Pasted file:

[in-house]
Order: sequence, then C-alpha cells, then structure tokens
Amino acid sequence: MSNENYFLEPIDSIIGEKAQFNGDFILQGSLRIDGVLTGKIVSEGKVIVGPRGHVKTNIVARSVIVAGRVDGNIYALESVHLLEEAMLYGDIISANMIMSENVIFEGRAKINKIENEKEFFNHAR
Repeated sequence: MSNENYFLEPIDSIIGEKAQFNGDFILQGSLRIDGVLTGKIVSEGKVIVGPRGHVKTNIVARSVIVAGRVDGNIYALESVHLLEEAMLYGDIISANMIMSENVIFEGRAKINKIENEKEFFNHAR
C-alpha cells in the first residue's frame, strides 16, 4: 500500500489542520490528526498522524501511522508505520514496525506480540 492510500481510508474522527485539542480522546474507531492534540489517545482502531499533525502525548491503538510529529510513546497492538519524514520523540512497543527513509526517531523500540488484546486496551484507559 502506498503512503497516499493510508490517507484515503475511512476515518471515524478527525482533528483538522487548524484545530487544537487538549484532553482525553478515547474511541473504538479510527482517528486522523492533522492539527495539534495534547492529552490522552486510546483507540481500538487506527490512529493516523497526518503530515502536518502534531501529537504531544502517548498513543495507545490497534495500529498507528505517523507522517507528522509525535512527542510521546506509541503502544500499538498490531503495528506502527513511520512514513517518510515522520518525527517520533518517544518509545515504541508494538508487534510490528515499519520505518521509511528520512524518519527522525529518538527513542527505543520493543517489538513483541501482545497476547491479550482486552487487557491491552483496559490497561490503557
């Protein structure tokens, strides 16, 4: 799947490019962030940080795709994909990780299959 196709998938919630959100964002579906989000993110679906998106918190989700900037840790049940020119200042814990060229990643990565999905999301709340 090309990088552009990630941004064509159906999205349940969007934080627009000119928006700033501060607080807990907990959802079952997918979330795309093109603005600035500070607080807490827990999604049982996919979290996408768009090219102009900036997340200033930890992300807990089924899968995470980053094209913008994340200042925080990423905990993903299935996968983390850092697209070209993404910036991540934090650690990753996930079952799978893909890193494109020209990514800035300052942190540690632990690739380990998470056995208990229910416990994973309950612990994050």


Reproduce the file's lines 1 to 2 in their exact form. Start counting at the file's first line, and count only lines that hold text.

[in-house]
Order: sequence, then C-alpha cells, then structure tokens